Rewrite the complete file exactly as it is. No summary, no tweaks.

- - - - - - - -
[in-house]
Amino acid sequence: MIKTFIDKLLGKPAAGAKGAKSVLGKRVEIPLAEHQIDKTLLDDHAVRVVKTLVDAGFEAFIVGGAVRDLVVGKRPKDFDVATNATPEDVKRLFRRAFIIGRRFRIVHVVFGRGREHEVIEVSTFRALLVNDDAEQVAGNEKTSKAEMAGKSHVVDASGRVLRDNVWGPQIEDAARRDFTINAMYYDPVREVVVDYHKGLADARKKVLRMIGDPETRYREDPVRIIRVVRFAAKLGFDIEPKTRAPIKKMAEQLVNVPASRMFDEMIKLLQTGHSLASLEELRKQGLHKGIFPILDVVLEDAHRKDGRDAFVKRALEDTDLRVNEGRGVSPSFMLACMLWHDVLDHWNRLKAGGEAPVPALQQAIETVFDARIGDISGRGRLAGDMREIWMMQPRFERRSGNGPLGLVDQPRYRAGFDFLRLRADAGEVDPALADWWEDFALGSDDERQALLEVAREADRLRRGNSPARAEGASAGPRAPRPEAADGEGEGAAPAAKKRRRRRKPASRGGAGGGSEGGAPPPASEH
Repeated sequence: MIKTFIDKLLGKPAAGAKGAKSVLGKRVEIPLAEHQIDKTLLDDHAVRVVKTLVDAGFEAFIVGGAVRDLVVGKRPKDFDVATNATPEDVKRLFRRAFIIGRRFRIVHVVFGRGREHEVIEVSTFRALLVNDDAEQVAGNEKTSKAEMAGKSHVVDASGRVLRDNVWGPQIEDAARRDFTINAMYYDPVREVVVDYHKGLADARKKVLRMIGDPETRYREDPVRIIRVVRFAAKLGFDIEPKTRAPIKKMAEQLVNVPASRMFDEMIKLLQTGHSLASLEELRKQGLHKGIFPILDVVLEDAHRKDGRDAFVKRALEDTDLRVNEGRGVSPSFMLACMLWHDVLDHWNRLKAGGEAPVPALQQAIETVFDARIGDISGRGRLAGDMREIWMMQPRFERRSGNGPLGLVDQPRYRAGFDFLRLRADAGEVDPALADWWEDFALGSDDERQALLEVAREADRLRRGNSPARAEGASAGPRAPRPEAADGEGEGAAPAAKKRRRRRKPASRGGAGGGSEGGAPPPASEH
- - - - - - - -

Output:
[in-house]
Amino acid sequence: MIKTFIDKLLGKPAAGAKGAKSVLGKRVEIPLAEHQIDKTLLDDHAVRVVKTLVDAGFEAFIVGGAVRDLVVGKRPKDFDVATNATPEDVKRLFRRAFIIGRRFRIVHVVFGRGREHEVIEVSTFRALLVNDDAEQVAGNEKTSKAEMAGKSHVVDASGRVLRDNVWGPQIEDAARRDFTINAMYYDPVREVVVDYHKGLADARKKVLRMIGDPETRYREDPVRIIRVVRFAAKLGFDIEPKTRAPIKKMAEQLVNVPASRMFDEMIKLLQTGHSLASLEELRKQGLHKGIFPILDVVLEDAHRKDGRDAFVKRALEDTDLRVNEGRGVSPSFMLACMLWHDVLDHWNRLKAGGEAPVPALQQAIETVFDARIGDISGRGRLAGDMREIWMMQPRFERRSGNGPLGLVDQPRYRAGFDFLRLRADAGEVDPALADWWEDFALGSDDERQALLEVAREADRLRRGNSPARAEGASAGPRAPRPEAADGEGEGAAPAAKKRRRRRKPASRGGAGGGSEGGAPPPASEH
Repeated sequence: MIKTFIDKLLGKPAAGAKGAKSVLGKRVEIPLAEHQIDKTLLDDHAVRVVKTLVDAGFEAFIVGGAVRDLVVGKRPKDFDVATNATPEDVKRLFRRAFIIGRRFRIVHVVFGRGREHEVIEVSTFRALLVNDDAEQVAGNEKTSKAEMAGKSHVVDASGRVLRDNVWGPQIEDAARRDFTINAMYYDPVREVVVDYHKGLADARKKVLRMIGDPETRYREDPVRIIRVVRFAAKLGFDIEPKTRAPIKKMAEQLVNVPASRMFDEMIKLLQTGHSLASLEELRKQGLHKGIFPILDVVLEDAHRKDGRDAFVKRALEDTDLRVNEGRGVSPSFMLACMLWHDVLDHWNRLKAGGEAPVPALQQAIETVFDARIGDISGRGRLAGDMREIWMMQPRFERRSGNGPLGLVDQPRYRAGFDFLRLRADAGEVDPALADWWEDFALGSDDERQALLEVAREADRLRRGNSPARAEGASAGPRAPRPEAADGEGEGAAPAAKKRRRRRKPASRGGAGGGSEGGAPPPASEH